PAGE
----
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Idealog’s Most Creative: The Generosity Journal’s Patrick Shepherd talks creativity

What does creativity mean to you?

To me creativity is all about collaboration. I can come up with ideas by myself, but it’s when I bounce them off other people and get other brains in the mix that I find the true creative magic happens.

What do you think it is about your nature/habits/interests that makes you creative?

As a photographer, my eyes are always open to inspirations and spotting the little things in life that others might walk past. Even without a camera in hand, this awareness to my surroundings never goes away and I think it helps me soak in lots of ideas, inspirations, emotions and so many more elements that help get the creativity flowing.

What first drew you to your chosen field?

My father loved photography and bought me my first SLR when I was 15. I loved reading the mags for tips and getting out there shooting film, I became a total magazine geek just soaking up the ideas and inspiring images they featured. Guess that’s why I ended up running my own publications (Exposure Lifestyles and The Generosity Journal) over recent years.

What was your upbringing like, and how do you think that led you to where you are today?

I was super lucky in that I got to travel lots. My parents were living in Brunei when I was born and then my father continued to live in so many countries when I was in my teens and my 20s. I got to visit him many times and take my camera along with me. I think it was this that led to me packing my backpack when I was 20 and heading off to Oz for a year of exploring as I was pretty comfortable with wandering around myself and going where the wind and the camera took me.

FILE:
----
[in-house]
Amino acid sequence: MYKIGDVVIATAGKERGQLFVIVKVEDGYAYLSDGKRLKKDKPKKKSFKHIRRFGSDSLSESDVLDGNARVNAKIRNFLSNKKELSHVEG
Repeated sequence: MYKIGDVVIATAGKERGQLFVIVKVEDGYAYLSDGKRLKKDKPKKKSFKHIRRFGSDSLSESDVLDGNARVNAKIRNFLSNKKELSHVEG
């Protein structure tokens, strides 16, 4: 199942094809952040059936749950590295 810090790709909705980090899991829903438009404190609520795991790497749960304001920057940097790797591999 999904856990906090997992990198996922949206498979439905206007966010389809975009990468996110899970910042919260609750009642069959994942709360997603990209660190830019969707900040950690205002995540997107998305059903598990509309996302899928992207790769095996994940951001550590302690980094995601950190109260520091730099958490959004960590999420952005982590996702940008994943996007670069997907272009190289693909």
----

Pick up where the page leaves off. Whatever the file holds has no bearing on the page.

Where do your best ideas come from?

Mainly when I escape out on the mountain bike or when I do some tramping. I find lots of ideas come when you are in the fresh air and you just hope that the best ones stick by the time you’ve got home, washed off the mud and had a chance to write the ideas in the journal.

What does inspiration look like for you?

I love reading mags like Wired, Offscreen, Idealog and the kind that share amazing ideas, innovations and stories of people doing things differently. Even though I definitely don’t remember every single feature I ever read, I just find soaking it all into my brain gives me an awesome inspiration bank of ideas that seem to pop up at the right time and place when I might be looking at new ideas or chatting over projects friends are working on.

Is there an ethos/motto you abide by in your work?

“The worst they can say is no”.

If there were a secret to success, what would it be?

At One Percent Collective we have three key values, one of them is ‘Be Human’. I just find that the best way to go through life and business. Building relationships on the fact that we are all human and we all have shared goals around health, happiness and so much more. If we can talk to each other as humans, then good things will happen! (The other values are Be Open and Be Real).

What were some of the challenges that you faced early on? What went wrong? Any regrets?

One Percent Collective has just turned 5 years old with over ½ a million dollars raised. Getting to this stage has been an insane challenge in so many ways. Many people would have given up and put it in the too hard basket, I was just lucky enough to have an incredible support network who put a roof over my head when I had no money to pay my rent, who gave us a desk space (thanks BizDojo!), who believed that the regular giving experience had to change and who stepped up to back us with this generosity movement.

Do you work a lot? Do you have an obsessive part to your personality?

Ha, my partner Laura has been great at ensuring I have a good work/life balance. I try not to work weekends anymore and instead spend them with the amazing people in my life. However I also totally don’t mind doing the odd Saturday work if needed every so often, I love my work and get a real buzz from working on all the projects we do. I’m also a bit of a perfectionist of course, hence why I’ll put in the extra hours to make sure everything is just right!